It is straightforward to show that the steady-state ratio of T is unequivocally positively related to the availability of skill-biased technologies researched and developed by advanced countries. In particular, a rise in R leads to a rise in T in both open and closed economies (equations 14 and 16) and regardless of their endowments. In a small open economy, d ln Wd ln R=1 but, because the change in R is pervasive, all countries would experience this. Extra availability of skilled intermediates necessitates a fall in the the international relative price of skilled goods. This feedback effect into p and hence W is akin to the closed economy setting:

These simple steady-state comparative static findings echo those in Behar (2011), who models these features in a dynamic multi-period context. Faster R&D in the advanced economies leads to faster growth in developing economies but, reflecting persistent SBTC in the North, Rs grows faster than Ru in all periods such that wage inequality is persistently growing.

These results of course rely on the ability to import machines from abroad. Increasing the availability of technology spurs economic growth. Furthermore, an economy that has been closed for a long period of time may not have had access to recent technologies during a period when R is rising, so that its effective relative cost of skilled machines is much higher than implied by R. Upon opening up to trade, this would be tantamount to a rise in R and would consequently induce SBTC. This mechanism would be similar to the skill-enhancing trade hypothesis due to Robbins (1996; 2003). Differential effects between the skill-abundant and skill-scarce developing countries would rely on additional arguments; for example differences in absorption capacity (Meschi & Vivarelli, 2009), or differential effects of trade liberalization on the incentives to acquire skill-biased technologies, as discussed next.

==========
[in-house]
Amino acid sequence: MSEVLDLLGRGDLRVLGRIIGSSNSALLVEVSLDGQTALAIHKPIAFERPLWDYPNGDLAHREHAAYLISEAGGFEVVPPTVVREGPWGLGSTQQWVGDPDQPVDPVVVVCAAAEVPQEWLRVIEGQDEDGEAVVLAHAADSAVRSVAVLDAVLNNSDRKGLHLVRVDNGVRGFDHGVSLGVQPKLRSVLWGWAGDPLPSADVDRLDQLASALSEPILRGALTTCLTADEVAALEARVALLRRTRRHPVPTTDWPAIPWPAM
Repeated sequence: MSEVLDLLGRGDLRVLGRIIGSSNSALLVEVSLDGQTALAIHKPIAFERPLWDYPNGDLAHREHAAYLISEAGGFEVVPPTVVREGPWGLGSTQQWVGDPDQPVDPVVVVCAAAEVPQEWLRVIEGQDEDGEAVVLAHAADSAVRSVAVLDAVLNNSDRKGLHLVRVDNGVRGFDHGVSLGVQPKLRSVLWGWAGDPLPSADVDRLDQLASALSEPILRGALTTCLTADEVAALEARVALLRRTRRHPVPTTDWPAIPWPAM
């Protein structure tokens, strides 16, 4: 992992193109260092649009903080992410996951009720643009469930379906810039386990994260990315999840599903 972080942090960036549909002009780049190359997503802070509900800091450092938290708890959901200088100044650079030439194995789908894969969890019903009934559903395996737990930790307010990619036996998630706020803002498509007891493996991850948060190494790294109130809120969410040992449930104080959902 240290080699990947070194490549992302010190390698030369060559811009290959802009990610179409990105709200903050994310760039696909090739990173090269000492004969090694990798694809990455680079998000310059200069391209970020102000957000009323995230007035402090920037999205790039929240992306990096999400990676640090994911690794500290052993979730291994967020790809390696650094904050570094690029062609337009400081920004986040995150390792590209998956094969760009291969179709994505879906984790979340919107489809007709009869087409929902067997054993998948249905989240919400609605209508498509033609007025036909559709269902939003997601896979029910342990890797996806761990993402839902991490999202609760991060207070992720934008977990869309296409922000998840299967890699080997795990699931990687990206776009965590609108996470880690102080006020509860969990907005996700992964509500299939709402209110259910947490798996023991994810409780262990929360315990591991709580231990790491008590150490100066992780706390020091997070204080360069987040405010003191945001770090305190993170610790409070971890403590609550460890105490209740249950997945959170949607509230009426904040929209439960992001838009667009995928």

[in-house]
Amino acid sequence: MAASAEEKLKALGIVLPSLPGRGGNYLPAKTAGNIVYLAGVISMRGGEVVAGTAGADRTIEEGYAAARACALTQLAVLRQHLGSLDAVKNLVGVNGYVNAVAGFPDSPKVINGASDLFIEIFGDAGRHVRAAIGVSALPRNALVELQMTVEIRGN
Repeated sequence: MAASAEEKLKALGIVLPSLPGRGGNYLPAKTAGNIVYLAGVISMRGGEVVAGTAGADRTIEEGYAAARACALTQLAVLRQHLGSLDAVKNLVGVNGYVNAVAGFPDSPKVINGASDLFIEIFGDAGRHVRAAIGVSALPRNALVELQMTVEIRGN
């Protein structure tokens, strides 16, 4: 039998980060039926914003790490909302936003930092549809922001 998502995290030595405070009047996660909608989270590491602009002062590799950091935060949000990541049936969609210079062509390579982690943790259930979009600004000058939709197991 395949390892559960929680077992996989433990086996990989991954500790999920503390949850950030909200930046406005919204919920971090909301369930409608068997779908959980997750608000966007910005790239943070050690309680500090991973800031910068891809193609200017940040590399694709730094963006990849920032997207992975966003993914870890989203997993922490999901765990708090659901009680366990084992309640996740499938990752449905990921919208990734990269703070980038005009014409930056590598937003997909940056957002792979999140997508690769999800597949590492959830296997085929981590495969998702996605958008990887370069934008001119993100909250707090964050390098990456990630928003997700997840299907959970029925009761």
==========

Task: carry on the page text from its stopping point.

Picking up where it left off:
B. Trade and Skill Supply (Small Open Economy)

The SOE is a developing country but is skill-abundant, as discussed earlier; it is straightforward to develop analogues for LICs or other skill-scarce country groups. In particular, the SOE has L > L’, where L’ is the world ratio of skilled to unskilled labor. All other characteristics – including the relative access to skilled and unskilled technologies, R = R’, and the production technology – are the same. In the rest of the world, T=Lσ1σk+1Rσkσk+1<T for σ>1,p=Rkσk+1L(k+1)σk+1>p and W=Lσ2kσk+1Rk(σ1)σk+1.

After opening up the intermediates goods market to trade, the SOE now faces the world price p’. With no technical change, one can show that the skill premium rises in accordance with the standard HOSS effect, i.e.: